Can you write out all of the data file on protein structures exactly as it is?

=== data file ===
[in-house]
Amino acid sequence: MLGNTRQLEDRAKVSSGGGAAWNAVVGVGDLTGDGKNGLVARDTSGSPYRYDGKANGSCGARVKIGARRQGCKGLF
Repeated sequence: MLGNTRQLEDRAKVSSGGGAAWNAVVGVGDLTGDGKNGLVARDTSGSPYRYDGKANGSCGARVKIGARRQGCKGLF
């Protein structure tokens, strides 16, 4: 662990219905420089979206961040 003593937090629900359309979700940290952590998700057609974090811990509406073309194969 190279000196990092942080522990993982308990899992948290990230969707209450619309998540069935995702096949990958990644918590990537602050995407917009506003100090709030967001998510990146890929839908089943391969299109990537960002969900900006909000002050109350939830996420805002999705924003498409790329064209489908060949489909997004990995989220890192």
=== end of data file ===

[in-house]
Amino acid sequence: MLGNTRQLEDRAKVSSGGGAAWNAVVGVGDLTGDGKNGLVARDTSGSPYRYDGKANGSCGARVKIGARRQGCKGLF
Repeated sequence: MLGNTRQLEDRAKVSSGGGAAWNAVVGVGDLTGDGKNGLVARDTSGSPYRYDGKANGSCGARVKIGARRQGCKGLF
């Protein structure tokens, strides 16, 4: 662990219905420089979206961040 003593937090629900359309979700940290952590998700057609974090811990509406073309194969 190279000196990092942080522990993982308990899992948290990230969707209450619309998540069935995702096949990958990644918590990537602050995407917009506003100090709030967001998510990146890929839908089943391969299109990537960002969900900006909000002050109350939830996420805002999705924003498409790329064209489908060949489909997004990995989220890192």